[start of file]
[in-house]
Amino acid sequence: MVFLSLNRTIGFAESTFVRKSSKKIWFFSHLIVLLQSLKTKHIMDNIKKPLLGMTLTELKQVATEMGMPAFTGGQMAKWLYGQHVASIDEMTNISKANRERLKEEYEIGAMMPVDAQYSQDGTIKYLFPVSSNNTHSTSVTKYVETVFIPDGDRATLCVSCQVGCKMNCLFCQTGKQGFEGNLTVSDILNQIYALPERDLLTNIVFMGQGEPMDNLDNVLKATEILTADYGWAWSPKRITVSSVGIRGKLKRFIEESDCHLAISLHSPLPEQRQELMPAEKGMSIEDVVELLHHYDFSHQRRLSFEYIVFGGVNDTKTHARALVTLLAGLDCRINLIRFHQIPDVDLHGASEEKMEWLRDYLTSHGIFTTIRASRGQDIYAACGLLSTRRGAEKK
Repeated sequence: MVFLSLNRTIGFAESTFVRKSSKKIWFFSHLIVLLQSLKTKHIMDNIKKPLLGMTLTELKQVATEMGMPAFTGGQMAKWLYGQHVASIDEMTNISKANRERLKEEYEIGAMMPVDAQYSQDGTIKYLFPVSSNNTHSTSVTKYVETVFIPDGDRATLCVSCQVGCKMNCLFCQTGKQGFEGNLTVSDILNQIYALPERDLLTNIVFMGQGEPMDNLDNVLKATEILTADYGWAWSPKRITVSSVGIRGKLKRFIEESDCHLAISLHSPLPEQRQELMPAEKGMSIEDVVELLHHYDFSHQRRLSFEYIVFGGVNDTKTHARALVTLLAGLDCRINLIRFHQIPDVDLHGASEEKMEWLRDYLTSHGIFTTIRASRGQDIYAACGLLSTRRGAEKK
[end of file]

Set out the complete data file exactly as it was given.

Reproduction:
[in-house]
Amino acid sequence: MVFLSLNRTIGFAESTFVRKSSKKIWFFSHLIVLLQSLKTKHIMDNIKKPLLGMTLTELKQVATEMGMPAFTGGQMAKWLYGQHVASIDEMTNISKANRERLKEEYEIGAMMPVDAQYSQDGTIKYLFPVSSNNTHSTSVTKYVETVFIPDGDRATLCVSCQVGCKMNCLFCQTGKQGFEGNLTVSDILNQIYALPERDLLTNIVFMGQGEPMDNLDNVLKATEILTADYGWAWSPKRITVSSVGIRGKLKRFIEESDCHLAISLHSPLPEQRQELMPAEKGMSIEDVVELLHHYDFSHQRRLSFEYIVFGGVNDTKTHARALVTLLAGLDCRINLIRFHQIPDVDLHGASEEKMEWLRDYLTSHGIFTTIRASRGQDIYAACGLLSTRRGAEKK
Repeated sequence: MVFLSLNRTIGFAESTFVRKSSKKIWFFSHLIVLLQSLKTKHIMDNIKKPLLGMTLTELKQVATEMGMPAFTGGQMAKWLYGQHVASIDEMTNISKANRERLKEEYEIGAMMPVDAQYSQDGTIKYLFPVSSNNTHSTSVTKYVETVFIPDGDRATLCVSCQVGCKMNCLFCQTGKQGFEGNLTVSDILNQIYALPERDLLTNIVFMGQGEPMDNLDNVLKATEILTADYGWAWSPKRITVSSVGIRGKLKRFIEESDCHLAISLHSPLPEQRQELMPAEKGMSIEDVVELLHHYDFSHQRRLSFEYIVFGGVNDTKTHARALVTLLAGLDCRINLIRFHQIPDVDLHGASEEKMEWLRDYLTSHGIFTTIRASRGQDIYAACGLLSTRRGAEKK